Private Profits and Public Affairs

Join us for an OI Author Conversation with Hannah Farber and Michael Zakim

The rise of capitalism and the expansion of the market economy transformed the early U.S. republic, reshaping relations within the labor force as well as the relationship between state and society. As contingent as it was unsettling, that transformation is often associated with rise of textile factories in the North and the spread of cotton fields across the South. But it also played out in less obvious spaces. Behind closed doors, in what we would now call whitecollar offices, men pushed paper, kept accounts, insured merchants against risk, and managed capital. In the process, they quietly helped redefine state power and civil society.

Please join Hannah Farber and Michael Zakim for a discussion of “Private Profits and Public Affairs.” Hannah Farber’s forthcoming Underwriters of the United States: How Insurance Shaped the American Founding explores connections between marine insurance and state formation. Michael Zakim has written widely about the cultural and intellectual underpinnings of market society. Most recently the author of Accounting for Capitalism: The World the Clerk Made (2018), he is currently writing a global history of paper.

Hannah Farber specializes in the political economy of colonial North America, the early American republic, and the Atlantic World. Her first book, Underwriters of the United States (Omohundro Institute with partner the University of North Carolina Press, 2021) explains how the transnational system of marine insurance, by governing the behavior of American merchants, influenced the establishment and early development of the American republic.

Michael Zakim teaches at Tel Aviv University. He is the author of several books about the economic history of early America, most recently Accounting for Capitalism. The World the Clerk Made, published by the University of Chicago Press in 2018. (The UCP is offering a 25% discount on all titles by Michael Zakim. Please refer to this flyer for more information.)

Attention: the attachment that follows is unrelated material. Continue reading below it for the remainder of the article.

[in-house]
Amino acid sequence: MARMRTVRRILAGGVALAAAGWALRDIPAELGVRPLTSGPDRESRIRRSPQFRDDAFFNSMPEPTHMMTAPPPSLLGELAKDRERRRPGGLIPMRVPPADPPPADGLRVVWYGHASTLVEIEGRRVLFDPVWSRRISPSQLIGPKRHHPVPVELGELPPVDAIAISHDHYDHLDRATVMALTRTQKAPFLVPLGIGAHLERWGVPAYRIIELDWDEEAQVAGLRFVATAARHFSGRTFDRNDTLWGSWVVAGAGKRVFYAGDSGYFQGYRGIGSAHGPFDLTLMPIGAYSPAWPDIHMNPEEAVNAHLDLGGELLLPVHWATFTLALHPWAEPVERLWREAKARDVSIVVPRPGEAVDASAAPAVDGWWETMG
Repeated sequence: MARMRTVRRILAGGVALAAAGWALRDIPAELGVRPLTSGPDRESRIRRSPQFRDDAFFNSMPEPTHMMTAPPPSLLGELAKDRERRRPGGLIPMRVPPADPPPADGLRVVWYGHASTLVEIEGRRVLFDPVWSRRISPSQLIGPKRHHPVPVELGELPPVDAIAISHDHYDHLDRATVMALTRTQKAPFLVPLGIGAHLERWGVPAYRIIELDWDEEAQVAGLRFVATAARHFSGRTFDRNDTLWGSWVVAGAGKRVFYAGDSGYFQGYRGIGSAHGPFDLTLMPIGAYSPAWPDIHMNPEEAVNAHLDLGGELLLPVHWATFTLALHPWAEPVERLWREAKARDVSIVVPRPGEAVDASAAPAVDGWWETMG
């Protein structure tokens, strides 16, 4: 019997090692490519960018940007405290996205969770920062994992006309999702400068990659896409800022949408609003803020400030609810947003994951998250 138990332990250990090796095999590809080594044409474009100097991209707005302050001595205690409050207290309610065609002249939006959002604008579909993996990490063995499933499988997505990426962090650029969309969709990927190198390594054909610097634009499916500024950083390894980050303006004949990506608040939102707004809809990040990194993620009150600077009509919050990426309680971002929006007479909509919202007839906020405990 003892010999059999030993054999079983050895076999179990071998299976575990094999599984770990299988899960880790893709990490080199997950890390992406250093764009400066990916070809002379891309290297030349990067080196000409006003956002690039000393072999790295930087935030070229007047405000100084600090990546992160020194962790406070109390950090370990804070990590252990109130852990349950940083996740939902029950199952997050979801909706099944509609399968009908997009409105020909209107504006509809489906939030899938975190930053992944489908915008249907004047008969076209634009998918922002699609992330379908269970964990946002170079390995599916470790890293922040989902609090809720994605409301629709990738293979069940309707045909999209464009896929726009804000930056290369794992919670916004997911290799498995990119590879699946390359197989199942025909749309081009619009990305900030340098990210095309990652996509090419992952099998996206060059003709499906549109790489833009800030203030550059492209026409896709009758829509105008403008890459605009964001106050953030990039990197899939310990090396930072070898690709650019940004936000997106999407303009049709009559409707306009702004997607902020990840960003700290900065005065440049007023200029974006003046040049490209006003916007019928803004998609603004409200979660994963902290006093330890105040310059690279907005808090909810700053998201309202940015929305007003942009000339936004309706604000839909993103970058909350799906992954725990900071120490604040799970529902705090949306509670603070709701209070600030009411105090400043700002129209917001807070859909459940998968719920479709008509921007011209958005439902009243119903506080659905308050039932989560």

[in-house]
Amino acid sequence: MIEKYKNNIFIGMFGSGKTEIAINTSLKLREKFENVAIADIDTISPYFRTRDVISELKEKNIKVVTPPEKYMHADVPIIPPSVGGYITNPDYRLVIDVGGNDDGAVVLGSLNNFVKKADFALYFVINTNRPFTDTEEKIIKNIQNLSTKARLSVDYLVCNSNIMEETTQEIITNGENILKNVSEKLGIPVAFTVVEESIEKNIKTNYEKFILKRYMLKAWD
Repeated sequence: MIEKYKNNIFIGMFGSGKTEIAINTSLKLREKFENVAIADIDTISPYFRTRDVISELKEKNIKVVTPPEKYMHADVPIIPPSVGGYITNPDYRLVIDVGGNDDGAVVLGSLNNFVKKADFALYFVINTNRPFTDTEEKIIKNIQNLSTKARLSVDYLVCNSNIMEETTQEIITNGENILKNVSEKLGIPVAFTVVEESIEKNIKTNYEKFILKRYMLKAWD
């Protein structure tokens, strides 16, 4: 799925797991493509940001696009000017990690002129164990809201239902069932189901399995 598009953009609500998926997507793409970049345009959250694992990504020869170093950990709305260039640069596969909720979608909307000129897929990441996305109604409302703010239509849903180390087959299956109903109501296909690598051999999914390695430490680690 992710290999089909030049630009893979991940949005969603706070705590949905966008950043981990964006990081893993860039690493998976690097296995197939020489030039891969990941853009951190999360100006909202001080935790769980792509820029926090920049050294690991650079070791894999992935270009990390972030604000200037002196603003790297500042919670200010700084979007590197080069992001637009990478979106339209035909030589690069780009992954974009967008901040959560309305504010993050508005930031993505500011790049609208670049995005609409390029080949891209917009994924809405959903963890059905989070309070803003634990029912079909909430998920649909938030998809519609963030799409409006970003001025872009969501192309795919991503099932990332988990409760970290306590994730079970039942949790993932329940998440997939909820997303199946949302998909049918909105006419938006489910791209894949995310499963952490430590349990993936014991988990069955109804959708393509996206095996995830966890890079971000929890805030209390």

Our thanks to the John Carter Brown Library for the use of the “Shipwreck” image.

“Transforming Waste into Wealth: The Political Economy of Alcohol in the Leeward Islands, 1670-1737”

OI Colloquium with Lila O’Leary Chambers

Alcohol played a crucial role in supporting the Leeward Islands’ transition from a “society with slaves” to an entrenched “slave society” across the early eighteenth century. Rather than acting solely as a signifier of planter excess, this chapter reveals that white settlers and enslaved and free African and African-descended peoples incorporated it in complex structures of economy and political culture. Colonial officials relied on alcohol to fund fortifications, pay salaries, and provide the colonies’ only ready money. Within the plantation, enslaved women and men labored to produce the rum that kept their enslavers’ finances and labor forces afloat. They nonetheless refused to be fully subsumed within the economic logics of their enslavers. Enslaved people, forced to produce rum, used alcohol to momentarily reject their commodified status, engaging in an illicit economy of alcohol sales, as well as shared consumption in order to form bonds of sociality and political affiliation essential to (re)forming community under slavery.

Lila O’Leary Chambers is currently a research fellow with the AHRC-funded project the Legacies of the British Slave Trade at University College London. Previously, she was a postdoctoral associate with the Atlantic Slavery and its Afterlives Program at New York University. Dr. Chambers specializes in the history of slavery, consumption, and empire in the early modern Atlantic World. Her book manuscript, Liquid Capital: Alcohol and the Rise of Slavery in the British Atlantic moves through Ireland, West Africa, the slaving ship, the Caribbean, and the Native Southeast to argue for the diplomatic, social, and economic importance of alcohol to the growth of a British empire premised in Indigenous dispossession and chattel slavery. Her work has been generously supported by the McNeil Center of Early American Studies, the Huntington Library, and the Folger Library, among others.


The OI’s Colloquium Series is an ongoing seminar for scholars to present their work in progress for graduate students and colleagues.  Advanced registration is required. All participants read the pre-circulated  paper and prepare to engage in generous and generative feedback.

When we meet in person we are limited by the size of the OI’s conference room; online we limit registration to 40 (a typical size for the colloquium). No recordings are made of the discussions and no tweeting or posting on other social media platforms during the event is permitted in order to encourage this intellectual community of trusted exchange.


Contact Beverly Smith for your copy.